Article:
To further investigate the calibration, the scatterplots of the predicted and observed radiance for both bridges are shown in Fig. 8. Nearly all points are located in this uncertainty range from −15% to 15%, which means that the predictions are consistent with the observations. It is also noted that one point is beyond the 15% uncertainty range in Fig. 8a. We visually inspected every night image and found that the cities around the bridges were under a cloudy sky on 18 March 2013, and thus scatter radiance of the clouds contributed to the observed radiance. The figure also shows that the agreement between the DNB measurements and the simulations is on the order of −2.9% with an uncertainty of 9.3% (1σ) for the Hangzhou Bay Bridge and −3.9% with an uncertainty of 7.2% (1σ) for the Donghai Bridge. The results are in agreement with those of previous studies (Liao et al. 2013; Ma et al. 2015).

Fig. 8.
Fig. 8.

Scatterplot of the predicted and observed radiance: (a) Hangzhou Bay Bridge and (b) Donghai Bridge.

Citation: Journal of Atmospheric and Oceanic Technology 33, 6; 10.1175/JTECH-D-15-0225.1

Overall, although some uncertainties exist owing to the cloud scatter radiance, traffic lights, and some approximations in the predicted radiance calculation, the predictions are generally consistent with the observations. Based on the proposed calibration method, the agreement between the DNB measurements and the simulations is on the order of −2.9% with an uncertainty of 9.3% (1σ) for the Hangzhou Bay Bridge and −3.9% with an uncertainty of 7.2% (1σ) for the Donghai Bridge. Because of the large variability and uncertainties in the input parameters, many of which are not actually known well for the time of observations, the proposed method based on bridge lights presented here provides more of a consistency check between the predicted values and the DNB calibration but does not provide an absolute calibration of the DNB HGS. However, this represents a new technique for low-light sensor calibration.

5. Conclusions

This paper reports on a low-light calibration method based on bridge lights, which is based on the physical statements and mathematical formulations of the radiative transfer of the moonlight and bridge lights. The VIIRS DNB data are used to assess the proposed calibration method. Based on the criteria of the minimum radiance specification and no city light contamination, the Hangzhou Bay Bridge and the Donghai Bridge are selected as the calibration targets for the calibration of the VIIRS DNB. A comparison of DNB HGS radiances for a 2-yr period from August 2012 to July 2014 demonstrates that the predictions are consistent with the observations. The agreement between the predictions and the observations is on the order of −2.9% with an uncertainty of 9.3% (1σ) for the Hangzhou Bay Bridge and −3.9% with an uncertainty of 7.2% (1σ) for the Donghai Bridge, based on the proposed calibration method.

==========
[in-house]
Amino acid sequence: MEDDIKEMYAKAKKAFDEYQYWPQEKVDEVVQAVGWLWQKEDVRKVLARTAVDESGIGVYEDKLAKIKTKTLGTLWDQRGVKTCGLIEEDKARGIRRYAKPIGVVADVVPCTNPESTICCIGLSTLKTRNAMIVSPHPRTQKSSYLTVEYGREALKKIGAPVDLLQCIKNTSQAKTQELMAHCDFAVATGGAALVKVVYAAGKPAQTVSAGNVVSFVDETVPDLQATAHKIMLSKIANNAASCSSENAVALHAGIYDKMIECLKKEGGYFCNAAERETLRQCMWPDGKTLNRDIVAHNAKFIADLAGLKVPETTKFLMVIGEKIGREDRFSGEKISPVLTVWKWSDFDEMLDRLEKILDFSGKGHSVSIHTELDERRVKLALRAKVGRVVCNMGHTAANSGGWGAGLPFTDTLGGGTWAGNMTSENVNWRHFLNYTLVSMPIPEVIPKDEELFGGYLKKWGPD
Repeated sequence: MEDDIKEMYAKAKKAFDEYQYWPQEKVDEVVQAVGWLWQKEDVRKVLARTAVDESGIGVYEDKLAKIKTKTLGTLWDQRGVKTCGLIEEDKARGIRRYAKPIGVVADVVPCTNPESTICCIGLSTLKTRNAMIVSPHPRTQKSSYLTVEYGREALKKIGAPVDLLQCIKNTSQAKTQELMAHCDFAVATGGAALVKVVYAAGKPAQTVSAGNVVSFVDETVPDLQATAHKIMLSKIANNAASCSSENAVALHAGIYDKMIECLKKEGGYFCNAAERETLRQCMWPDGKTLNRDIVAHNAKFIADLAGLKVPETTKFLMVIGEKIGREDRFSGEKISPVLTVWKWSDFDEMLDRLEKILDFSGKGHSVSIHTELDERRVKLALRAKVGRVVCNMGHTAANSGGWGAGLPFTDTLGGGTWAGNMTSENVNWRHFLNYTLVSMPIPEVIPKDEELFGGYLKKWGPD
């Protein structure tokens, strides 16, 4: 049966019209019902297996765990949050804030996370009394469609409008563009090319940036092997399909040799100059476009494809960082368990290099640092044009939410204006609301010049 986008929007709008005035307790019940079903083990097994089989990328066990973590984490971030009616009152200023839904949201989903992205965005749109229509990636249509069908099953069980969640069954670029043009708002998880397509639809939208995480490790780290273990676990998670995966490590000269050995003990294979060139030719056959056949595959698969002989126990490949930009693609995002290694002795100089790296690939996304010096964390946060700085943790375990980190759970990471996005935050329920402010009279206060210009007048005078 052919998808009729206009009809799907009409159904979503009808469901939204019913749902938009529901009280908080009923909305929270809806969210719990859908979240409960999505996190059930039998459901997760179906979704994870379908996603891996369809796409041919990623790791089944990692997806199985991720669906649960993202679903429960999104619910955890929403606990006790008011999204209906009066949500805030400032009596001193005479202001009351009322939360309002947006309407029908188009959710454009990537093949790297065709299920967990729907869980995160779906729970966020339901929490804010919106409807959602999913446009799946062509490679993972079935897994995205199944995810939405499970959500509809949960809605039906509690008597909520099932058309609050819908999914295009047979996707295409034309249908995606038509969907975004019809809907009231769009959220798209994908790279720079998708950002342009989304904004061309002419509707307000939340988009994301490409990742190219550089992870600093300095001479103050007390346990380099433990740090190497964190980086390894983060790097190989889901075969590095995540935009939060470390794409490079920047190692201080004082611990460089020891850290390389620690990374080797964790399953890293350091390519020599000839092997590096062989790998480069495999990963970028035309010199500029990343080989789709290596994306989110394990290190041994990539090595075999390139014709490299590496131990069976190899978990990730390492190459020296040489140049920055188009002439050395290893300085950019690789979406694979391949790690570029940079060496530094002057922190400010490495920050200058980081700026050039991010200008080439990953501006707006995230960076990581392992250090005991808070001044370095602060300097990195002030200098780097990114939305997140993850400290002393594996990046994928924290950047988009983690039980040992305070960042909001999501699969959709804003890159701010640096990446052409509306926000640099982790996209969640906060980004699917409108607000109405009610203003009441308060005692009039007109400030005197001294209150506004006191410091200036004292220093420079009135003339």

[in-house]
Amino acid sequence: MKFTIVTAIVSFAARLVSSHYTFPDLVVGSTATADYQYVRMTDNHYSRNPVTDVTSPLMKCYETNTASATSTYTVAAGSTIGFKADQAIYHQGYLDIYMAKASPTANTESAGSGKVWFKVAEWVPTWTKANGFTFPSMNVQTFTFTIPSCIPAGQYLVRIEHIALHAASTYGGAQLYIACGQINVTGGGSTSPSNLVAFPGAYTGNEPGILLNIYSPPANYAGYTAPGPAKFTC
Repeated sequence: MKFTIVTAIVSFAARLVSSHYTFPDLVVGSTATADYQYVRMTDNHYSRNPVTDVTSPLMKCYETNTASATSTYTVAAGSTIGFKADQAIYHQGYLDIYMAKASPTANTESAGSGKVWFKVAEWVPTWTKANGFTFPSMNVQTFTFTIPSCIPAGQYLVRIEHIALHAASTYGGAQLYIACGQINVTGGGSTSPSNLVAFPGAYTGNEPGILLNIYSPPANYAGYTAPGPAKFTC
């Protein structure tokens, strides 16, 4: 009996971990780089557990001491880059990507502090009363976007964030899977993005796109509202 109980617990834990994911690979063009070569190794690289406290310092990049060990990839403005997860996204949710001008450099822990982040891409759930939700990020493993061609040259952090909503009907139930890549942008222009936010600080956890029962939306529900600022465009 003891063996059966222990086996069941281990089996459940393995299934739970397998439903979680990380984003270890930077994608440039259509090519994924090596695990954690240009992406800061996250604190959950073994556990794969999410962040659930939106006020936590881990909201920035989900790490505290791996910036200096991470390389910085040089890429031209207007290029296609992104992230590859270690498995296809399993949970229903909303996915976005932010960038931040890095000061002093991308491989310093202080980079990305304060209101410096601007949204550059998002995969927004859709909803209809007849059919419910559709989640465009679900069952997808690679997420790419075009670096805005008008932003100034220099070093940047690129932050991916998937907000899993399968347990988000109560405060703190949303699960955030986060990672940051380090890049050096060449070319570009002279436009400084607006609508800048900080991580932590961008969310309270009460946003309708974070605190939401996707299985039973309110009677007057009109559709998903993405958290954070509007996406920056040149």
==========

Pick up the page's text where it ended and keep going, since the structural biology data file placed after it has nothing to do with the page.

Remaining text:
There are some uncertainties in the predicted and observed radiances of the DNB HGS that are due to the cloud scatter radiance, traffic lights, some approximations in the predicted radiance calculation, and inherent limitations of the radiative transfer model. The calibration accuracy can be improved by using a more accurate radiative transfer model, a more effective way to reduce the cloud scatter, and better in situ information about the lights. In addition, if a better light source, such as an integrating sphere that radiates upward directly, can be designed, then some uncertainties caused by surface reflectance and in situ information of light may be eliminated and the predicted radiance may be precisely calculated. Investigations on designing such a light source are underway. If we have a more stable and accurate calibration model based on bridge lights or self-designed lights, then we could realize absolute calibration based on lights at night in the future. Therefore, a calibration method based on stable light emissions will be a new research area in the calibration of low-light sensors at night.

Acknowledgments

The authors thank Dr. V. V. Rozanov for his assistance with the radiative transfer simulation, and the SCIATRAN working group for making SCIATRAN publicly available. We acknowledge the SNPP VIIRS science team for providing high-quality products. The SNPP VIIRS data products were downloaded from online (http://www.class.ncdc.noaa.gov/saa/products/welcome). The Landsat 7 surface reflectance high-level data products were downloaded from online (https://espa.cr.usgs.gov/login/?next=/). This work was supported by the National Natural Science Foundation of China (Grants 41375029, 41505016, 41575028). Finally, the authors thank the anonymous reviewers for their constructive suggestions.